You can normally get a feeling for the history of a currency by looking at its bank notes, which offer visual representations of the cultures and people behind it. But what about those currencies that don’t have as much history or a national identity or even actual bank notes? Cryptocurrencies are still largely defined visually by internet memes and icons, while you have to do your research to find out about their histories.
To change this, 99bitcoins has come up with designs for the ten main cryptocurrencies, taking into account their stories, the people who created them and showing what it might look like if you really did have some physical bitcoin to carry around in your wallet.
This not only offers some interesting historical context but also works to help explain more about these cryptocurrencies for people who find it a difficult world to grasp amongst the internet jargon. So here are the ten best known cryptocurrencies as you’d see them on bank notes:
The one cryptocurrency that everyone knows, even if they don’t really understand what it is, bitcoin was built on blockchain technology, mutually-agreed ledgers and ‘mining’. The only thing we know about where it came from is the name Satoshi Nakamoto, which could represent an individual or a group, so there’s no face on this note, just the pseudonym and the year 2009, when it was first launched.
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Ethereum does have a face to represent it on its bank note, that of VitalikButerin, who designed this cryptocurrency and named it after ether: “referring to the hypothetical invisible medium that permeates the universe and allows light to travel.” Ethereum is similar to bitcoin but is often used for ICOs in the fintech world.
Less ‘counterculture’ than some of its rivals, Ripple is a cryptocurrency that has been designed not to get away from the traditional banking structure, but to fundamentally change the way it works. Chris Larsen and Jed McCaleb created Ripple in 2012, so their faces feature on this note and their aim was to build ‘http for money’, making it effectively open-source and license-free and allowing it to be traded for any asset.
As its name suggests, Litecoin was designed to be a ‘lite’ alternative to Bitcoin, used for smaller transactions. It was created in 2011 by Charlie Lee, who used to work for Google, and is apparently being considered by Amazon as a possible payment method in the future.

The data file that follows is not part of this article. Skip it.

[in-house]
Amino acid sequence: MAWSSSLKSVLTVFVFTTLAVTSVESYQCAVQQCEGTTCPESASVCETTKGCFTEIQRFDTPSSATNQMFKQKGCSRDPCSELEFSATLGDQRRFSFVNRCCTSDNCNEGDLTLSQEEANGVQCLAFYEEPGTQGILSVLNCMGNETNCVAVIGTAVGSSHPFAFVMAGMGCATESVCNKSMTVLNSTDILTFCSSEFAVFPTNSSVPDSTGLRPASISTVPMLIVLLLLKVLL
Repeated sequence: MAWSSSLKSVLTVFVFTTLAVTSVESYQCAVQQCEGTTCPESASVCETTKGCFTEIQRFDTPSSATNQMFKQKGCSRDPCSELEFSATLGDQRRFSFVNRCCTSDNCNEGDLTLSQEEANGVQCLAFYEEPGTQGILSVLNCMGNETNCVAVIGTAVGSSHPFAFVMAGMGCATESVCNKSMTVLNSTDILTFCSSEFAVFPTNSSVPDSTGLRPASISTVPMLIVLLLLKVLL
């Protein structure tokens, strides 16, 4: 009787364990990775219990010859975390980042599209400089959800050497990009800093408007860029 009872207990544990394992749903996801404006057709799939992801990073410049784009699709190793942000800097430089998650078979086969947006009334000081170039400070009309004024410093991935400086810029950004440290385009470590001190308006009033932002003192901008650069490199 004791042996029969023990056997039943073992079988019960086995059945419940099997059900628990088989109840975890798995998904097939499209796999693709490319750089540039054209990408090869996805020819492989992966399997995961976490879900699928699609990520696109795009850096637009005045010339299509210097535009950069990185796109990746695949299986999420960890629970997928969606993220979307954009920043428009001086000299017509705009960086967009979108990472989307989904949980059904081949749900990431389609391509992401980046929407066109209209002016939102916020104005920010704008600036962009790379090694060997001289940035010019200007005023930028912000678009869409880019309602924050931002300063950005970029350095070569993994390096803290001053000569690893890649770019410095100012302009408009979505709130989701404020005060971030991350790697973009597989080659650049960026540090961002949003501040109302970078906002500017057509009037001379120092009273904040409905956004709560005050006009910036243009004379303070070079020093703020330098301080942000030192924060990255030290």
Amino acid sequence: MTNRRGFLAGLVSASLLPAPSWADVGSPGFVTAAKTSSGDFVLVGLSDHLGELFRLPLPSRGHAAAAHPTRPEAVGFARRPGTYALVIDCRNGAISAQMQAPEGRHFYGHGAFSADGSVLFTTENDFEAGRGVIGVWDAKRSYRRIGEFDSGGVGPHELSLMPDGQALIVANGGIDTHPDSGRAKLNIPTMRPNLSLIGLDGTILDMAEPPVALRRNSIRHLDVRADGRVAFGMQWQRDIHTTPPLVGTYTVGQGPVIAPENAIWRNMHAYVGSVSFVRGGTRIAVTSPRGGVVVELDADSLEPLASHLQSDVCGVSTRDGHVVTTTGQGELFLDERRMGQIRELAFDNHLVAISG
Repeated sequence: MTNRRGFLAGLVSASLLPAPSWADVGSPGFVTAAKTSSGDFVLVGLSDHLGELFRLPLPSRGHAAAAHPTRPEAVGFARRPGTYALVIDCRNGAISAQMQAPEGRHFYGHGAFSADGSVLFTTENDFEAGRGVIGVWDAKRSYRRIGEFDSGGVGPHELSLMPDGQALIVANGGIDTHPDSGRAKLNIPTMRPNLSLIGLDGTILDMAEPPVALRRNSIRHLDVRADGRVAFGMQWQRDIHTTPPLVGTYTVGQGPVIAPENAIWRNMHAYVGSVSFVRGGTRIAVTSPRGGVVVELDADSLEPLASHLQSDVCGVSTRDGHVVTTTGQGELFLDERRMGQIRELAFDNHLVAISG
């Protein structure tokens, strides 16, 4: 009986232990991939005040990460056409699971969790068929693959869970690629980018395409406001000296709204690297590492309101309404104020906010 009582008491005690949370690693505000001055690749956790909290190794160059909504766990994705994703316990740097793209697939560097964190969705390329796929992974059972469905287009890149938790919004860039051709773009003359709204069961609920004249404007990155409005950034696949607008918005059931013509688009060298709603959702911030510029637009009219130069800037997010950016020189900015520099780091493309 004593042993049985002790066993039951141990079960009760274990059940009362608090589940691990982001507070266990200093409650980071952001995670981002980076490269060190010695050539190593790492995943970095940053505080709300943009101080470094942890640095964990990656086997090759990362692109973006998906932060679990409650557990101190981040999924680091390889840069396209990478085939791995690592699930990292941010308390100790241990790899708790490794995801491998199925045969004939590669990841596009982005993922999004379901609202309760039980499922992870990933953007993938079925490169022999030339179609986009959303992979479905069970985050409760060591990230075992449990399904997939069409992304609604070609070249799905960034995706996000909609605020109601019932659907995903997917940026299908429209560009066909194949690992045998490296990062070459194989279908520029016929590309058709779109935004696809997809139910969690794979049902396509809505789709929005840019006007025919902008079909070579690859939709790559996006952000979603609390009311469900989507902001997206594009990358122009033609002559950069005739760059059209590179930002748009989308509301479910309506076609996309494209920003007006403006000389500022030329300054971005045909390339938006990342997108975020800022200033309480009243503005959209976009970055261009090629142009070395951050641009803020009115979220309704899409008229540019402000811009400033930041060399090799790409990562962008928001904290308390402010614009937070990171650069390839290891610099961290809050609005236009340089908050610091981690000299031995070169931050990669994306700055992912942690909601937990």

Four people feature on this bank note because they all played a part in creating IOTA in 2015 – David Sonstebo, Sergey Ivancheglo, Dominik Schiener and Dr. Serguei Popov. There’s no mining involved in IOTA, which takes inspiration for its name from the IoT (the Internet of Things) and it has been designed to work with these smart devices to change the way we live and pay for products and services.
When a currency is created by someone called thankful_for_today, who then takes a pseudonym (Nicolas van Saberhagen), you get the feeling that anonymity is important with it. Monero uses something called ring signatures to jumble account keys during a transaction to make it impossible to hack into it and find out who is involved.
Dash has had a couple of names before taking its current one – it was formerly known as Xcoin and Dark Coin – which is short for ‘digital cash’. Evan Duffield created it in 2014 and it has funded the legal cannabis industry in America, plus research into blockchain at Arizona State University.
If any one cryptocurrency could be said to define the internet, it would be Dogecoin, which combines fintech with meme culture by being named after the famous doge meme (of a Shiba Inus dog). It takes itself a lot less seriously than its rivals and has a strong emphasis on social sharing to try and help it appeal more widely than the usual audience.
Jed McCaleb features on his second bank note here as the founder of Stellar along with Joyce Kim. Stellar focuses on the non-profit market, offering a cryptocurrency that can be used in developing countries to help them boost their technology industries. It’s even caught the eye of IBM, so the rocket ship that features on this note could be appropriate as it looks likely to really take off soon.
This privacy-obsessed cryptocurrency’s credentials got a boost when Edward Snowden announced that he uses it. When sending a payment through Zcash, you can opt to be ‘transparent’ or have all the main details made anonymous, but Zcash insists that it is not intended to facilitate transactions for illegal activity. Featuring on this bank note is creator and Zcash CEO Zooko Wilcox-O’Hearn.
So now you know more about these ten top cryptocurrencies and have seen what they might look like if they had real bank notes associated with them, and hopefully the world of bitcoin et al seems a bit less closed off.